So, I calculated an estimate with $20 per hour for my time. I knew the person wouldn’t pay anywhere near that amount because they were making substantially less. And they turned me down accordingly.

Now, I would double that, $40 per hour, if somebody asked.

Materials is a minor portion of hobby work, they are paying for a skill and the time required to accomplish the piece.

Charge accordingly, imo! Good luck!


Close friend used to get ~$400 per project plus materials in the late 1980’s to early 1990’s for his commission work. He had several clients and pricing was fairly consistent. Factoring in inflation, $400 would be $1,000 minimum for the average 1/35 AFV model project today. Given that level of AFV build can easily take ~ 50+ hours, $20 an hour is pretty reasonable for “skilled” labor these days, in my opinion.

I observed my friends experience doing commission models, it wasn’t fun and games. Exact specifications were provided with limited leeway, with a deadline for delivery for something he wasn’t particularly interested in building. Specifications like, see enclosed photographs, I want you to build this tank. He’d run them through the IPMS competitions on occasion to develop a pedigree for the model, sometimes that was increased value for certain clients.

As the commissions increased, he didn’t build many things he found interesting. Eventually, he stopped building when the burn out hit for a long time. Ocassionally, he’d build a new model if one of his old clients persisted in asking for it.

Discovered later that some of these models had a second round of contest competition under someone else’s name :flushed: :thinking: :grimacing:

Based on what was observed, I’ve always passed on commission work opportunities. It seems like fast track path to burn out.

More power to those who wish and can do such laborious tasks as researching and building a vehicle that’s uninteresting to them.


I built MLRS kits for Lockheed Martin Missile Division. They were beefed up with brass pins to endure the inevitable playing with them that I knew would occur - they were desk models to be given to big wigs in the military. (not just ours) I also built larger cutaway ATACMS and ATACMS II’s showing the sub munitiions inside. I’ve posted photos of these many times on the archive site, and perhaps on this current one, I’m not sure.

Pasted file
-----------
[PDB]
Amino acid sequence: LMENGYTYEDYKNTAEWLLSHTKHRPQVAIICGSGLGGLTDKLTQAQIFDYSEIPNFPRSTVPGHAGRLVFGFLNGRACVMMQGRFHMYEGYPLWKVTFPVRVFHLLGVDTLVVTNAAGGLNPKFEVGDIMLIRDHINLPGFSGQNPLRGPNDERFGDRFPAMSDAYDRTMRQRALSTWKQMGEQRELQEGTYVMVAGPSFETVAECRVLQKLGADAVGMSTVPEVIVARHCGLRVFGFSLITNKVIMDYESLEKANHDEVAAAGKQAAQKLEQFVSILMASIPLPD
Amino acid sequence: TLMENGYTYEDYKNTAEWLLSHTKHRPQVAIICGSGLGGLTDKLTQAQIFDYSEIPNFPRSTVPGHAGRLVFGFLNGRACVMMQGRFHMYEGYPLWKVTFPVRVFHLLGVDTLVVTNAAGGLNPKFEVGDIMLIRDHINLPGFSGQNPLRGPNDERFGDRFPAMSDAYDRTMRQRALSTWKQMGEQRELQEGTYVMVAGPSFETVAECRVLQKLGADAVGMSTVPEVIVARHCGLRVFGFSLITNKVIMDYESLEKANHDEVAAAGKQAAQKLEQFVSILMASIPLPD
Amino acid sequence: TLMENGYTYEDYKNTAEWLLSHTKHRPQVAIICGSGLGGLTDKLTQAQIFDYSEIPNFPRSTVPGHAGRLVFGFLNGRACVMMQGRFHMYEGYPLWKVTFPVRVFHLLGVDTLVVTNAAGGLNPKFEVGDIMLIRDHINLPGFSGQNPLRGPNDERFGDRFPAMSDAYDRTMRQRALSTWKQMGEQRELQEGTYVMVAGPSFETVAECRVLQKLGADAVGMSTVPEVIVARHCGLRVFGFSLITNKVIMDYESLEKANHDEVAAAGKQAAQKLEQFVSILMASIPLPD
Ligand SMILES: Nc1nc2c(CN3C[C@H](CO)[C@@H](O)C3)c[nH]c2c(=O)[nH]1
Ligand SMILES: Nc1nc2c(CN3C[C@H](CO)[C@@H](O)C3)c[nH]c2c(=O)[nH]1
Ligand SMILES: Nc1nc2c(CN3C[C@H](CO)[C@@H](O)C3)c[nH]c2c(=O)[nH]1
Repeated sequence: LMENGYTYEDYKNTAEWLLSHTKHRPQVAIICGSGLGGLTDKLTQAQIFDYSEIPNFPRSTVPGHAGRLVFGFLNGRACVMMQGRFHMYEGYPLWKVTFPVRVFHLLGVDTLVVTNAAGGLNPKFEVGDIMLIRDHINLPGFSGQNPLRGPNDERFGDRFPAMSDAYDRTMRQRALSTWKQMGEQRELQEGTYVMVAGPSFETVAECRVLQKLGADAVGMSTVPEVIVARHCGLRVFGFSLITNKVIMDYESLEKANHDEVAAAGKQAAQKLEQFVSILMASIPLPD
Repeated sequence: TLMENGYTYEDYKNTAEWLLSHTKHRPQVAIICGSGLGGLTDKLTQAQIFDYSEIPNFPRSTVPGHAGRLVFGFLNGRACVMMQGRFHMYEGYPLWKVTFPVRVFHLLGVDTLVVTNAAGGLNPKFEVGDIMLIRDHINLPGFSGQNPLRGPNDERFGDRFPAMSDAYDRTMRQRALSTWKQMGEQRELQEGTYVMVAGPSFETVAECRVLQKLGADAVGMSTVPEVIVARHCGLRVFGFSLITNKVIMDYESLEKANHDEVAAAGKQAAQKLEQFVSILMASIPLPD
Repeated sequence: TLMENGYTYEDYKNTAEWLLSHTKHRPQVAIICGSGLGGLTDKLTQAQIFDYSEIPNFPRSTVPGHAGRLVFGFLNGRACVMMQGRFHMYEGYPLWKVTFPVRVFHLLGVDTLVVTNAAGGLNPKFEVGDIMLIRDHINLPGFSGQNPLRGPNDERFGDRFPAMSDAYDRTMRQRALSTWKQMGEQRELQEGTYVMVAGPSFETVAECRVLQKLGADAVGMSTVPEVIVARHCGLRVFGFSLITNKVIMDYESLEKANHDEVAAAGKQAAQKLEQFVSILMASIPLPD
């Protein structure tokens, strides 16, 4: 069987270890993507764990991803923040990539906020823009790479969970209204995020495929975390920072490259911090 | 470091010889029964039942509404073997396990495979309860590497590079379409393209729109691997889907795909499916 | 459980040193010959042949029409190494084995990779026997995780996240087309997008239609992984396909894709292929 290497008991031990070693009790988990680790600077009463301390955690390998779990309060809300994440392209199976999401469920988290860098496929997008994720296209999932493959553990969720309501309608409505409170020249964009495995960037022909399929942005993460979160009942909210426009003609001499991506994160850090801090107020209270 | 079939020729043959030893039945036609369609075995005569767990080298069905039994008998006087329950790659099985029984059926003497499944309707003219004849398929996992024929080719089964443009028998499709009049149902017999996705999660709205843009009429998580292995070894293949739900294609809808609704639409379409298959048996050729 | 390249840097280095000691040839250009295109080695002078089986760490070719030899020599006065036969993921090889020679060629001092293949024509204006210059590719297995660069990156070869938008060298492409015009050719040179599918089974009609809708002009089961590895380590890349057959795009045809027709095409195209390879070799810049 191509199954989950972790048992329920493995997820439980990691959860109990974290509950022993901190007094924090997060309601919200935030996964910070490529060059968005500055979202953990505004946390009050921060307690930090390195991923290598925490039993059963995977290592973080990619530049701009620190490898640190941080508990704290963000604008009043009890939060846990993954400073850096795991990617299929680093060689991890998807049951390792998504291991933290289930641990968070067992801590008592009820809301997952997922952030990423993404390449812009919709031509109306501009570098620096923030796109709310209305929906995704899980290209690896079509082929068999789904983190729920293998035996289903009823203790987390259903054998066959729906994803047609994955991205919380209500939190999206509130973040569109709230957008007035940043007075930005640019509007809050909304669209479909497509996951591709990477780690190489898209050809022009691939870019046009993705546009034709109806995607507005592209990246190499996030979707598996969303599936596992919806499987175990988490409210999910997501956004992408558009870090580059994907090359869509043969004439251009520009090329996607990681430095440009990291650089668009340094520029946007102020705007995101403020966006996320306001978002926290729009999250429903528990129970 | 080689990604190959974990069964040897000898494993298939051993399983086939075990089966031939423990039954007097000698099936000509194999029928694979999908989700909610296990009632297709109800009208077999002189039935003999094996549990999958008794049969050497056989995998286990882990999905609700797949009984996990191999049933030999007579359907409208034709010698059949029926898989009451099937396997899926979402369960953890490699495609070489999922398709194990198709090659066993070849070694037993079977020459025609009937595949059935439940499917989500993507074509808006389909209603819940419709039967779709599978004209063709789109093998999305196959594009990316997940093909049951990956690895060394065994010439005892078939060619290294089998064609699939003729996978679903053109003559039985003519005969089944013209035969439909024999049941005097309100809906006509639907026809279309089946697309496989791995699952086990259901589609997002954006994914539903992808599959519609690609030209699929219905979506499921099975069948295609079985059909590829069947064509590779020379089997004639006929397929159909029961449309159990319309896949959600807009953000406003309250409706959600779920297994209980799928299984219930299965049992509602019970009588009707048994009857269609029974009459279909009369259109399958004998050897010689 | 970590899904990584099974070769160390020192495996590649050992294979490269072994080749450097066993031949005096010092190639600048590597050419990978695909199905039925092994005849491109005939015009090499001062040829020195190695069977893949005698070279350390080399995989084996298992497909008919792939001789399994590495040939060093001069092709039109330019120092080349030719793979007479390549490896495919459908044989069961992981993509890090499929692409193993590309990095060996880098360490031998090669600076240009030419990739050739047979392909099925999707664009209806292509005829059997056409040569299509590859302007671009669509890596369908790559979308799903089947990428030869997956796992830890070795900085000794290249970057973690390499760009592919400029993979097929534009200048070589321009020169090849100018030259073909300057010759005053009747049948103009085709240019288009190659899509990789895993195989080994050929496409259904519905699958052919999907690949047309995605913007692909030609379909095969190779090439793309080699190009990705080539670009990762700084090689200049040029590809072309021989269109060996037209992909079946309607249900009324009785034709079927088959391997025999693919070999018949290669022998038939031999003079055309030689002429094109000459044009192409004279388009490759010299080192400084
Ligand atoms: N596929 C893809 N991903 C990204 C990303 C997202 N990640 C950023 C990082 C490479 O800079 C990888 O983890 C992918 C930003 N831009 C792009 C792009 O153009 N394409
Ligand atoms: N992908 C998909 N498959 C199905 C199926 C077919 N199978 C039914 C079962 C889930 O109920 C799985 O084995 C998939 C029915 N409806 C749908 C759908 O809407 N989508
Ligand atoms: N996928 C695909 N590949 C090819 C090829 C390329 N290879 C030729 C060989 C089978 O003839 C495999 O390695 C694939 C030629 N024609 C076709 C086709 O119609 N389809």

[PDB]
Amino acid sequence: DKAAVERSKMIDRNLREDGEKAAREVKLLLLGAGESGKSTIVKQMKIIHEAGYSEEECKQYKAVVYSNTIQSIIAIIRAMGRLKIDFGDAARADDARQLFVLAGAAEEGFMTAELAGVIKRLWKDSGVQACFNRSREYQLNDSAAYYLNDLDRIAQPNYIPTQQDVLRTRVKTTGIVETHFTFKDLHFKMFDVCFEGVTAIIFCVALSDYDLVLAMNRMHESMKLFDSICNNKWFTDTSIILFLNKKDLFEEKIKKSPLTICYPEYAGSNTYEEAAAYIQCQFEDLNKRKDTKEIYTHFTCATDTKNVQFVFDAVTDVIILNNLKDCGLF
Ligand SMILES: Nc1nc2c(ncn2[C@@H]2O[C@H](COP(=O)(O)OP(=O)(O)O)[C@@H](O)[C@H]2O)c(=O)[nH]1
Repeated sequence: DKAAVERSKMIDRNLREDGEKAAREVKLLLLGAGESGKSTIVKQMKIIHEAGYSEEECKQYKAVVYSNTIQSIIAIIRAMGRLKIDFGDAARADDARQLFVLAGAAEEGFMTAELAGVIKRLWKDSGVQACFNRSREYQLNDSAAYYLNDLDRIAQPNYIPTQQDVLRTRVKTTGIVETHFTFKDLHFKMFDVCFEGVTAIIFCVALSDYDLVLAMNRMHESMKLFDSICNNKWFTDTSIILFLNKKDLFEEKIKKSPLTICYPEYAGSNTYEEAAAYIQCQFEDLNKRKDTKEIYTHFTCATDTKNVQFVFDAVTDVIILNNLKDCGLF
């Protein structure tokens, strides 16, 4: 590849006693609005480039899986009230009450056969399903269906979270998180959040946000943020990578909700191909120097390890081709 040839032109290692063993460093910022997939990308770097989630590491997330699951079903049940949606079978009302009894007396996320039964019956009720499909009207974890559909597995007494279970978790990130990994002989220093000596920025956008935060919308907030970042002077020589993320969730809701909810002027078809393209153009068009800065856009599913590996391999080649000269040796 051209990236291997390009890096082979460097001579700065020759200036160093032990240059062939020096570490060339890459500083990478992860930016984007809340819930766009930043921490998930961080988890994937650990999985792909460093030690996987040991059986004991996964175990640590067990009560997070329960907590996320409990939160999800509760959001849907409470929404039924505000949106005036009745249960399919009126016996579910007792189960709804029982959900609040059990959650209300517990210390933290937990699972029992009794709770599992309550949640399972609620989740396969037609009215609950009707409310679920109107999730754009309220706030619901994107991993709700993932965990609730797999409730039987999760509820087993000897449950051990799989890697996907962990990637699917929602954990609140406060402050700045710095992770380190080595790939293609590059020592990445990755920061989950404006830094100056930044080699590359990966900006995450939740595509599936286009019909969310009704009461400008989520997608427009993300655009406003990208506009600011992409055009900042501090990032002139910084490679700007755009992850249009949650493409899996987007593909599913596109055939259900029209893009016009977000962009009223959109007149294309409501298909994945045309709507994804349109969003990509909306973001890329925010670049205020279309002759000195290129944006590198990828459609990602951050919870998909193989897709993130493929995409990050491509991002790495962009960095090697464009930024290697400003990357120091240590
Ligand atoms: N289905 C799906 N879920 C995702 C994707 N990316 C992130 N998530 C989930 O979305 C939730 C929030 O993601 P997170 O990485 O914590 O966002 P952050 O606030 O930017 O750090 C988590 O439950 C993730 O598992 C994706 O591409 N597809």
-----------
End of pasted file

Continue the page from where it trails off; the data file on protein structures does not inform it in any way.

But I digress. It gave me an idea what models can bring from people who really want them.
After going to Shizuoka in '96 (or winning a trip there I should say) I was approached by someone to do commission builds. And through him another contact whom I’ve built for. Mind you, this was the 90’s - I was making four figures for some of these kits. Most were mild conversions, some pretty extensive, and even one, an M1 240mm I also posted photos of back then, was a total scratchbuild. Of course that one commanded quite a bit more.
Something simple like a superdetailed Italeri 155 (without regard to correcting the scale) was good for $500, about twenty times what the kit cost. And took me about two days. No weathering or chipping, just a straight up paint job. And I wasn’t even that good! :rofl:
I certainly never had a book published.

My eyesight was better then, and I had way more patience and time on my hands.
I haven’t done one in a few years now but I’d charge even more. And I’d either get it or I’d walk. No negotiating. My time is too valuable, especially when I factor in how much I make contracting for the Army and Navy.
One day soon I’ll have to recommend a replacement. It’s really not fun. And I don’t do deadlines well.

Just stumbled across this - the only photograph I have of the three Centurions I brought to Shizuoka. The one in the foreground had a completely scratch built interior. You can see where I removed the roof from the turret. What you can’t see is how it sits atop an angle iron structure much like a real turret would sit on. This began to sour me on full interiors - what’s the point if you have to go through artificial means to see them?


Thanks for your input, everybody.

It has been very interesting reading your thoughts. I tend to agree, when the pressure of a commission build is placed upon the modeller, on a subject the modeller might not even really be interested in, then it ceases to become enjoyable and for me, that’s enough to stop me from accepting the request.

The money is nice to have (I certainly am suprised how much could be charged) but on balance, to me it wouldn’t really be worth it.

Thank you all again, I sincerely appreciate all the feedback.


I did a couple 172 kits for a coworker my price was the same kit but in my scale (1/35). He did force a payment as well later in the build.